There is another reason, of course, why the EHE teams are busily sending out letters demanding visits and information that they have no right to demand. In a week or two, the conservatives will get their hands on the account books and (shock) will be announcing that the UK is pretty much bankrupt and they will be cutting back massively on all public spending. Cue EHE running around frantically visiting people they have no business visiting. "You can't make us redundant. Look how buuuuuuuuuuuuuusy we are monitoring the chiiiiiiiildren".
This month, more than any other month in history, is the month to be sending, or advising people to send, letters like this:
Dear subcontracted agency busybody,
We deregistered Child from school on DATE, and since then have been providing her with an education suitable to her age, ability and aptitude. I provided you with written information about our educational provision on DATE at the request of your colleague X. We have had no response from the LA about the education we are providing.
Please explain, in writing:
1) In what way the educational provision as communicated to the LA on DATE was deemed to be unsuitable if, indeed, it was considered unsuitable
2) Why we were not informed in a timely manner of this judgement (if it took place) and why no dialogue with us was entered into in order to support us in developing the educational provision to meet legal requirements
3) why, if the education was judged suitable on DATE, you have sent the letter of DATE, requiring more information/ a visit.
If, indeed, the information we sent you on DATE has raised concerns, please let me know what those concerns are, and I will be happy to write to you again in order to allay them; since I am awaiting information from you about the nature of your concern with the educational provision as it was communicated to you on DATE, and information about what evidence you now need, it is not, of course, possible for me to provide the evidence within 14 days as you asked. I expect you to provide me with the information I require, or to write a letter of apology for mistakenly sending your form letter of DATE, within 7 days of receiving this letter.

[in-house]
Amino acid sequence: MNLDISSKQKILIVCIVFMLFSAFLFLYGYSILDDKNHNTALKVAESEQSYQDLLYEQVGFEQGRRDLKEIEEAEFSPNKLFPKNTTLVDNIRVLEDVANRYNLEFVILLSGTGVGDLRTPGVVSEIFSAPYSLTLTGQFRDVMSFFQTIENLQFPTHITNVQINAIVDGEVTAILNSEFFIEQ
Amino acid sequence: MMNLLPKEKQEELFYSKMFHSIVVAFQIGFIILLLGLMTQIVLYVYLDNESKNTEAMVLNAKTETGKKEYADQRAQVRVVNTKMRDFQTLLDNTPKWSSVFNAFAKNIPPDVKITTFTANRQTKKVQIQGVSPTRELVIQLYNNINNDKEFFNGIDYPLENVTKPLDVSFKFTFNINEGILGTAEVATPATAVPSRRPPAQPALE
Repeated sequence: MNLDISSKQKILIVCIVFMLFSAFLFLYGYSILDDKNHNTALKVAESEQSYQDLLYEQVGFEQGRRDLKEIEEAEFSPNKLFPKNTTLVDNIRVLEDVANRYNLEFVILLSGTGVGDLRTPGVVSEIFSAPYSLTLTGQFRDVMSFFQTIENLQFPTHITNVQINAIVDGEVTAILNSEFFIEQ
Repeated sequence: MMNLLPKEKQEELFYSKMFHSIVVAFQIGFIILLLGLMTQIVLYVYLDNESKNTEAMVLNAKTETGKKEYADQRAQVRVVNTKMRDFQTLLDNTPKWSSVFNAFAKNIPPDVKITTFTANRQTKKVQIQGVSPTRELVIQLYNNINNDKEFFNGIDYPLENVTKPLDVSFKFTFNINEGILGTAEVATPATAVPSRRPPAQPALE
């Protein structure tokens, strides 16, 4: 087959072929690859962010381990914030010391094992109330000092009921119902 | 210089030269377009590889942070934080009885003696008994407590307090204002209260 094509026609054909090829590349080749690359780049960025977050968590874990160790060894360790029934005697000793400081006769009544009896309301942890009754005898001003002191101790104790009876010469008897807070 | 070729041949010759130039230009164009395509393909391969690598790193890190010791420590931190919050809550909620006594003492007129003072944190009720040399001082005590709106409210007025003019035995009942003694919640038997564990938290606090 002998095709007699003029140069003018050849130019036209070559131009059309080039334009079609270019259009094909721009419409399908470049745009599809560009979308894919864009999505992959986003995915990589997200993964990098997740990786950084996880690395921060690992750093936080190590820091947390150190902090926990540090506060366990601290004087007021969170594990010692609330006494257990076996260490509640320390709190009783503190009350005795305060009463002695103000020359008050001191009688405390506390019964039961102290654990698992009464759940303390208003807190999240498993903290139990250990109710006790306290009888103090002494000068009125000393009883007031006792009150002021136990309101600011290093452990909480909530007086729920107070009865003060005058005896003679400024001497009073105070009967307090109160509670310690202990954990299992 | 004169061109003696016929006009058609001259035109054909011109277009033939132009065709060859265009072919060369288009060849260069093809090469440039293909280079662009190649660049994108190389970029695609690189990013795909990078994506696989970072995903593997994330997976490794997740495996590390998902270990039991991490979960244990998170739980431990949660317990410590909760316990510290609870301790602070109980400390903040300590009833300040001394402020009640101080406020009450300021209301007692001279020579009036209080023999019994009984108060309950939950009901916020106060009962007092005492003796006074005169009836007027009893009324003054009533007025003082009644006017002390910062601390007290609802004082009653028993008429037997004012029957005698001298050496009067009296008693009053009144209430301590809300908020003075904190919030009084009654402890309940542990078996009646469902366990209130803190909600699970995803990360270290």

I am copying this letter, together with your letter of DATE and the information I provided on DATE 2009 to the Head of Childrens Services at XXXXX Council in the hope that action will be taken to prevent this sort of communications failure on the part of the EHE team in future.
Or even a letter like this:
Dear Mrs LA Numpty,
Thank you for your letter of DATE.
You wrote to me claiming that your "department has a duty to monitor arrangements where parents have decided to educate children 'other than at school'". Please would you tell me which part of the law you are referring to? In the 2007 elective Home Education Guidelines for LAs, available here: http://ahed.pbworks.com/f/7373-dcsf-elective-home-education.pdf it clearly states (paragraph 2.7) that "Local authorities have no statutory duties in relation to monitoring the quality of home education on a routine basis." Has this been superceded? If not, please would you explain why you have made the statement quoted above?
We received a visit from you/your colleague X on DATE. We have never received your report from that visit. Please explain, in writing:
1) why the LA staff member's opinion of our educational provision on that occasion has not yet been communicated to us
2) Why, if the education was judged suitable at the visit on DATE, you wish to evaluate it again.
If, indeed, the visit of DATE raised concerns, please let me know what those concerns are, and I will be happy to write to you again in order to allay them.
We will not be available to meet you on the date you requested, and would prefer to keep all future contact in writing, as per paragraph 3.6 of the 2007 EHE guidelines.
Enough is enough.